For the past two years, the government has opted not to revise the taxation system, on which the Bloc Quebecois has already done some in-depth research. Instead, it has preferred to dump almost the entire deficit reduction effort on the sick, on welfare recipients and students and on the unemployed, by chopping $4.5 billion from transfer payments to the provinces, much of which goes to welfare,

hospitals and education, and taking $5 billion from the unemployment insurance fund.

The Prime Minister will most certainly be calling an election in the next few days, and will be wooing the votes of all those unemployed people in Canada whose benefits he has just cut drastically and who will find themselves without any benefits this fall after the election is over.

I would just like to close by wishing him good luck. In many parts of Canada and Quebec he is really going to need it.

Income Tax Budget Amendments Act, 1996
Government Orders

12:10 p.m.

Reform

Jim Silye Calgary Centre, AB

Madam Speaker, I was expecting the Bloc member to make a few more comments and he caught me by surprise.

This budget implementation bill is obviously important. We certainly have to take a look at the financial status of the government and what is happening in Canada today.

There has been a lot of talk that very shortly the finance minister will be announcing a much lower deficit than he projected in February of this year when he said that the budget would come in at about $19 billion.

When we analyse the latest Fiscal Monitor put out by the Department of Finance two months in arrears, we see some interesting financial information. The Department of Finance releases this document which enables everyone to see what is happening on an ongoing basis. It is a very worthwhile and useful document.

Reform researchers have analysed it and have found some interesting information. Last year the government was able to predict a deficit overshoot by extrapolating final fiscal figures from the monthly series. The presentation I make today will show a bit about how the government is able to make its projections and predictions and keep telling Canadians where it stands.

Since the Fiscal Monitor is released with an average of a two-month lag, the most recent figures are from the February issue. It covers 11 months of the previous fiscal year, from April 1, 1996 to February 1997. The deficit at the end of February stood at $7.8 billion or $15.5 billion lower than the same period in the previous year of 1995-96. The improvement comes from increased revenues of $9 billion, reduced transfers to provinces of $4 billion, reduced public debt charges of $1.7 billion and reduced departmental spending of $400 million.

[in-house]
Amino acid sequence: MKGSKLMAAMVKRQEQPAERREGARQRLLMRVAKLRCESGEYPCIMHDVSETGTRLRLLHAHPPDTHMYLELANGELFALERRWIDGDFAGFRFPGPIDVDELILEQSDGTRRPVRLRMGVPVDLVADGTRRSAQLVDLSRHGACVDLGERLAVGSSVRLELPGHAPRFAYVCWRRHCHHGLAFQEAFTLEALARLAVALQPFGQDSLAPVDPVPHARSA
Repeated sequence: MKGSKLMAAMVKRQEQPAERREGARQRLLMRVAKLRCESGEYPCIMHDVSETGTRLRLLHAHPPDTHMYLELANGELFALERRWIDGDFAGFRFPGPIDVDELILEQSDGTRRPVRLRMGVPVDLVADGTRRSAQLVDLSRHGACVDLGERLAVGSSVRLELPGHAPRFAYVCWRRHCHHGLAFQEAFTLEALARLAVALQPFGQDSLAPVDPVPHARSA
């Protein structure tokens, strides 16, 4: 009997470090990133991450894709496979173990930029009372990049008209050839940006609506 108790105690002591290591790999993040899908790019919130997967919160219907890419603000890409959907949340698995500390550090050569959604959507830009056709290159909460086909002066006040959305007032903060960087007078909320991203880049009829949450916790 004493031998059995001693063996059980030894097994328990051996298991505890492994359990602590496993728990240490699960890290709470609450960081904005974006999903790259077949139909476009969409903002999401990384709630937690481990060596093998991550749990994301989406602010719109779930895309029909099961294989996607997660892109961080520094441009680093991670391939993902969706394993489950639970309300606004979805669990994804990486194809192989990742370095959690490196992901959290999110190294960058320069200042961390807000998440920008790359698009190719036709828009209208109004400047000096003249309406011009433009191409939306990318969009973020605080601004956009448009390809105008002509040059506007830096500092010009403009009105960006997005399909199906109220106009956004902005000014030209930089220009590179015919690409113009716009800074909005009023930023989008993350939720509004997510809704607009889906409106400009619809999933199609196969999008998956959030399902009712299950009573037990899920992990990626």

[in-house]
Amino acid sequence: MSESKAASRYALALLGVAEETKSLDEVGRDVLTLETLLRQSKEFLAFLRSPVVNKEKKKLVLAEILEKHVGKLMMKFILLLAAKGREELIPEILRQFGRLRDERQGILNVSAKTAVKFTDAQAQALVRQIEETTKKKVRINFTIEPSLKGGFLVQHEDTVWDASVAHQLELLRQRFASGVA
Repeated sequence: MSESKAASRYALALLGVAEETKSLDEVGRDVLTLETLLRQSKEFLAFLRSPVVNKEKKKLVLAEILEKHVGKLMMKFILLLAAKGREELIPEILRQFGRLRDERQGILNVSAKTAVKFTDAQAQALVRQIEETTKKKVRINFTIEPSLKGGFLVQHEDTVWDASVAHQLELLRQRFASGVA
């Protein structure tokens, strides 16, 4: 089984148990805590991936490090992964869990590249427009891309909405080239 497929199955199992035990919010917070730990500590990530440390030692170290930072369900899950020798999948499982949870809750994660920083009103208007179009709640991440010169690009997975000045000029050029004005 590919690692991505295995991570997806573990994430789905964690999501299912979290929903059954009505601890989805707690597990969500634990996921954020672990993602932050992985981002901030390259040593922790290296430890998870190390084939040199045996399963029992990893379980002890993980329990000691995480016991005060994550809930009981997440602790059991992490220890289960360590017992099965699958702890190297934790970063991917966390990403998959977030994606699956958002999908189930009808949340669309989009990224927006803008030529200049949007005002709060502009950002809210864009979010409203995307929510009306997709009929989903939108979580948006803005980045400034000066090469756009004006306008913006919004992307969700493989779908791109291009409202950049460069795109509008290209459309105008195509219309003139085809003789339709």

The Liberals will overshoot their deficit target by about $10 billion, mostly as a result of stronger than expected revenue growth, an international trend toward lower interest rates and large reductions in health and education transfers to provinces.

If members will recall, the finance minister projected a $24 billion deficit for year ending March 31, 1997 and then it was revised recently to $19 billion. This $10 billion overshoot is from the $24 billion down to about $14 billion instead of the $19 billion that he had projected.

The finance minister's department seems unable to make accurate forecasts. That generally reduces the level of confidence with which people view any of their forecasts.

During the Mulroney years, which was referred to today in question period, the department was always wrong in that it always overstated revenue growth. Now the department errs in the other direction, constantly understating revenue growth with the implication that taxes remain high as a result of this understatement.

It is just as bad to be wrong one way as it is to be the other. If a deficit is projected at X and it is exceed because certain things happen negatively in the economy, we have an excuse. If a deficit is projected at of X and it is lower, then it depends on what program we are trying to push.

I maintain that the finance minister is trying to preserve and protect the EI fund, which has now reached $7 billion, as a surtax on his deficit. Rather than making the program spending cuts that he projected and said he would, he is using this extra revenue from UI to cover off his and his department's slow progress in making the cuts that they promised to make.